Results: NDNS data showed adolescents' consumption of energy drinks was associated with poorer dietary quality (OR 0.46 per SD; 95% CI 0.37, 0.58; p<0.001). Adolescents from more deprived areas and lower income households were more likely to consume energy drinks than those in more affluent areas and households (OR 1.40; 95%CI 1.16, 1.69; p<0.001; OR 0.98 per £1000; 95%CI, 0.96, 0.99; p<0.001 respectively). Between 2008 and 2016, energy drink consumption among adolescents living in the most deprived areas increased, but decreased among those living in the most affluent neighbourhoods (p=0.04). Qualitative data identified three themes. First, many adolescents drink energy drinks because of their friends and because the unbranded drinks are cheap. Second, energy drink consumption clusters with other unhealthy eating behaviours and adolescents don't know why energy drinks are unhealthy. Third, adolescents believe voluntary bans in retail outlets and schools do not work.

Conclusions: This study supports the introduction of age-dependent legal restrictions on the sale of energy drinks which may help curb existing socio-economic disparities in adolescents' energy drink intake.

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Accepted/In Press date: 29 November 2022
e-pub ahead of print date: 6 December 2022
Published date: 1 March 2023
Additional Information: Funding Information: S.Sh., S.C., S.J. and H.I. have no conflicts of interests to declare. C.V. and J.B. have a non-financial research collaboration with a UK supermarket chain. M.B., J.B. and S.St. have received grant research support from Danone Nutricia Early Life Nutrition. C.C. has received consultancy, lecture fees and honoraria from AMGEN, GSK, Alliance for Better Bone Health, MSD, Eli Lilly, Pfizer, Novartis, Servier, Medtronic and Roche. The study described in this manuscript is not related to any of these relationships. Funding Information: Acknowledgements: We are grateful to the participants who took part in the qualitative study. We would like to thank Daniella Watson (DW), Daniel Penn-Newman (DPN) and Taylor Morris (TM) for their assistance with data collection and also acknowledge the contributions of the EACH-B study team. Financial support: This research and the authors of this paper are supported by the following funding sources: UK Medical Research Council, UK NIHR Programme Grants for Applied Research (RP-PG-0216-20004) and NIHR Southampton Biomedical Research Centre. The views expressed in this publication are those of the author(s) and not necessarily those of the National Health Service, the NIHR, the UK Department of Health and Social Care. For the purpose of open access, the authors have applied a CC BY public copyright licence to any Author Accepted Manuscript version arising from this submission. Authorship: C.V. conceived of this study with input from M.B., H.I. and J.B. who developed and lead the EACH-B study. S.St. managed the EACH-B developmental work which provided the qualitative data for this study. S.St., S.Sh., S.J. conducted the qualitative data collection. C.V., S.J., S.St. and S.Sh. completed thematic analysis with inputs from M.B. S.C completed the quantitative data analyses in discussion with C.V., S.Sh., J.B., H.M.I. and C.C. C.V., S.Sh., S.St., S.C. and S.J. wrote the first draft of this manuscript. All authors provided input on revisions and approved the final version. Ethics of human subject participation: This study was conducted according to the guidelines laid down in the Declaration of Helsinki and all procedures involving research participants were approved by the University of Southampton, Faculty of Medicine Ethics Committee (ethics approval number 30054) and written informed consent was obtained from all participants. Publisher Copyright: © The Author(s), 2022. Published by Cambridge University Press on behalf of The Nutrition Society.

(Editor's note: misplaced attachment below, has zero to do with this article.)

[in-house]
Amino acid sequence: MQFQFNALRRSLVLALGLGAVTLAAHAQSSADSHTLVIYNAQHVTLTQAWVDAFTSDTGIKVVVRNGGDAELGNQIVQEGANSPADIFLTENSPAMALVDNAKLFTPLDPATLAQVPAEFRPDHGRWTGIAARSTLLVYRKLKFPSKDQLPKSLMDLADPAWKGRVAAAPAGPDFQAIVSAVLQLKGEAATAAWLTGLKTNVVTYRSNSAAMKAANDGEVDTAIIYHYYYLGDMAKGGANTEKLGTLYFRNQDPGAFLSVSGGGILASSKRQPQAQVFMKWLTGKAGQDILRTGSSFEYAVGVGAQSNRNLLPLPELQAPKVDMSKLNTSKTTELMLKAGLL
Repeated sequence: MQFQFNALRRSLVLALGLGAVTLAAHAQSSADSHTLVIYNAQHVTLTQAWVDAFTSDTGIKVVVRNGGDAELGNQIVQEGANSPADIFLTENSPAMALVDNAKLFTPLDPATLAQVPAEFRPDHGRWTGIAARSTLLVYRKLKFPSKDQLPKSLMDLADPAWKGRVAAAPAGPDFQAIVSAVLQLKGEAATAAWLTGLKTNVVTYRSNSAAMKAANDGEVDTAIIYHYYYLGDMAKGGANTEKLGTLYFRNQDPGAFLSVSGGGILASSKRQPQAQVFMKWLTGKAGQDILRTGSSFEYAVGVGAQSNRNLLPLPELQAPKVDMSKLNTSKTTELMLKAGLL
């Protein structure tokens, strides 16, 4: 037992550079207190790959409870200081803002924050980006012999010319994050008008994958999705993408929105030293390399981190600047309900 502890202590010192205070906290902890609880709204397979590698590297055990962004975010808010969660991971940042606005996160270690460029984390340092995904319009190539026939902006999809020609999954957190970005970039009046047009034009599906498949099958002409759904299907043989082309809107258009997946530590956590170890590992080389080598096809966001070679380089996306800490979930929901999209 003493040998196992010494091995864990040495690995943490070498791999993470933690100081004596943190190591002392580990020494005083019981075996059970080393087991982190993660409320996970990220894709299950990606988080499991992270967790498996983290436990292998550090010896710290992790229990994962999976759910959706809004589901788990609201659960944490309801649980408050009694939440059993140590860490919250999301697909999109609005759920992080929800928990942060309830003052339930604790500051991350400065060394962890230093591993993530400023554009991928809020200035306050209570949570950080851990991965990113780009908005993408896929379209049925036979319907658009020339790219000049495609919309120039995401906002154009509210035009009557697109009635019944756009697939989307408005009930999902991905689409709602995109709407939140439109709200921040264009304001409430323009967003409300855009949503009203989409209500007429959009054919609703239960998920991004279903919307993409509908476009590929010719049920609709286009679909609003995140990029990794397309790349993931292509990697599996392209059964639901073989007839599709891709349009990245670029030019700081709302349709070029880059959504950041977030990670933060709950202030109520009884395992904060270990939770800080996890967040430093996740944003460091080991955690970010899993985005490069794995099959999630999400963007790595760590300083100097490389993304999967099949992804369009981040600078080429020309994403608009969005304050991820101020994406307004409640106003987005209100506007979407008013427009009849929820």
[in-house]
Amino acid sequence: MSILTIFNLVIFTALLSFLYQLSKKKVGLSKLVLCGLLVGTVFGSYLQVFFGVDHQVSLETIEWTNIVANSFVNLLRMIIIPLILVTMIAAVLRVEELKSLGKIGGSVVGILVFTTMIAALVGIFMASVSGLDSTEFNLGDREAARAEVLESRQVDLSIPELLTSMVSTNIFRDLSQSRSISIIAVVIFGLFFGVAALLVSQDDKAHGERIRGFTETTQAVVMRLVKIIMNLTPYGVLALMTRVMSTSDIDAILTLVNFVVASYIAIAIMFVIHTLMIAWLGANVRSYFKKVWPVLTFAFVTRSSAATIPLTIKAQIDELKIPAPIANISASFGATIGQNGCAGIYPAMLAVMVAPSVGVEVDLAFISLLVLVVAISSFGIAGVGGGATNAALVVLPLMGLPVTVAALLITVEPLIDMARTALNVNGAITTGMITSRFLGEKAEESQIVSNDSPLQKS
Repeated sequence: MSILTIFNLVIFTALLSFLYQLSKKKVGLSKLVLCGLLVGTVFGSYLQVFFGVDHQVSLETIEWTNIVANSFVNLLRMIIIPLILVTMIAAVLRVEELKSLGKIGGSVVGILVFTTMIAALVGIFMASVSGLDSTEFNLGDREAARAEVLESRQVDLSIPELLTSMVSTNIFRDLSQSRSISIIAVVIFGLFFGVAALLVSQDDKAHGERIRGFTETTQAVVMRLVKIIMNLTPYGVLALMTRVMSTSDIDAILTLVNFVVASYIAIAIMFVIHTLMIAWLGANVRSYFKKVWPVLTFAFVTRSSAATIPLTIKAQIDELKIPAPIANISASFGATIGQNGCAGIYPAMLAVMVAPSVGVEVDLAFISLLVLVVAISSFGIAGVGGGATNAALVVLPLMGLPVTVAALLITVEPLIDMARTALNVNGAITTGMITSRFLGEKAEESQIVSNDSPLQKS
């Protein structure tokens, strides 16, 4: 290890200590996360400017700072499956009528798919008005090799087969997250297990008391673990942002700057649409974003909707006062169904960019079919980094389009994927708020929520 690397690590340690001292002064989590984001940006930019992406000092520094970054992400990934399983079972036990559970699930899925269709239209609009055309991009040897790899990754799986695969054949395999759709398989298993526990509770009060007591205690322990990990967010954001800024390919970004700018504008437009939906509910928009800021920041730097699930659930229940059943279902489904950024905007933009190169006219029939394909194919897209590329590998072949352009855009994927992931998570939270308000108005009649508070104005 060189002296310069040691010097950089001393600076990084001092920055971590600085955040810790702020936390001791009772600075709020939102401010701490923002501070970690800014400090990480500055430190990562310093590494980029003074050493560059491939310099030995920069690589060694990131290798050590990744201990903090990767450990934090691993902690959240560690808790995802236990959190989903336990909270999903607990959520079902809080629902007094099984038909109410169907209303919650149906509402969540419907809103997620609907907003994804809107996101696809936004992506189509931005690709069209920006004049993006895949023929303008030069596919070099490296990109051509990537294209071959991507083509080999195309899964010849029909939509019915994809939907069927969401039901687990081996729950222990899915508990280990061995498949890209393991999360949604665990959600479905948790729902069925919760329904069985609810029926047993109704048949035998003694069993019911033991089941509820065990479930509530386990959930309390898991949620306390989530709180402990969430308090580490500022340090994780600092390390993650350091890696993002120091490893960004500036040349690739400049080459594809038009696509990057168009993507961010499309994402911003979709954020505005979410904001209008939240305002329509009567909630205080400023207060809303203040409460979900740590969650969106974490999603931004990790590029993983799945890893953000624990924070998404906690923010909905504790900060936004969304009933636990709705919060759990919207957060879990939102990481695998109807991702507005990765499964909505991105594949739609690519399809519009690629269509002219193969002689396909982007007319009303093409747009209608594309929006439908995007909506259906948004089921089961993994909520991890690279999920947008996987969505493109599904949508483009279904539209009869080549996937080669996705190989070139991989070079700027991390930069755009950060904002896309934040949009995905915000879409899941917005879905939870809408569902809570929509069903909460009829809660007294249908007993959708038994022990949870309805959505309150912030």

Keywords: Adolescents, Diet, Energy drinks, Inequalities, Policy

Identifiers

Local EPrints ID: 475716
URI: http://eprints.soton.ac.uk/id/eprint/475716
ISSN: 1368-9800
PURE UUID: 449edc64-5079-4cf9-adb7-5b2ecc02a97b
ORCID for Sarah Shaw: ORCID iD orcid.org/0000-0002-2206-6858
ORCID for Sarah Crozier: ORCID iD orcid.org/0000-0002-9524-1127
ORCID for Sarah Jenner: ORCID iD orcid.org/0000-0002-4644-5027
ORCID for Cyrus Cooper: ORCID iD orcid.org/0000-0003-3510-0709
ORCID for Janis Baird: ORCID iD orcid.org/0000-0002-4039-4361
ORCID for Hazel Inskip: ORCID iD orcid.org/0000-0001-8897-1749
ORCID for Mary Barker: ORCID iD orcid.org/0000-0003-2976-0217

Catalogue record

Date deposited: 27 Mar 2023 16:30
Last modified: 12 Jun 2024 02:00

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Contributors

Author: Christina Vogel
Author: Sarah Shaw ORCID iD
Author: Sofia Strömmer
Author: Sarah Crozier ORCID iD
Author: Sarah Jenner ORCID iD
Author: Cyrus Cooper ORCID iD
Author: Janis Baird ORCID iD
Author: Hazel Inskip ORCID iD
Author: Mary Barker ORCID iD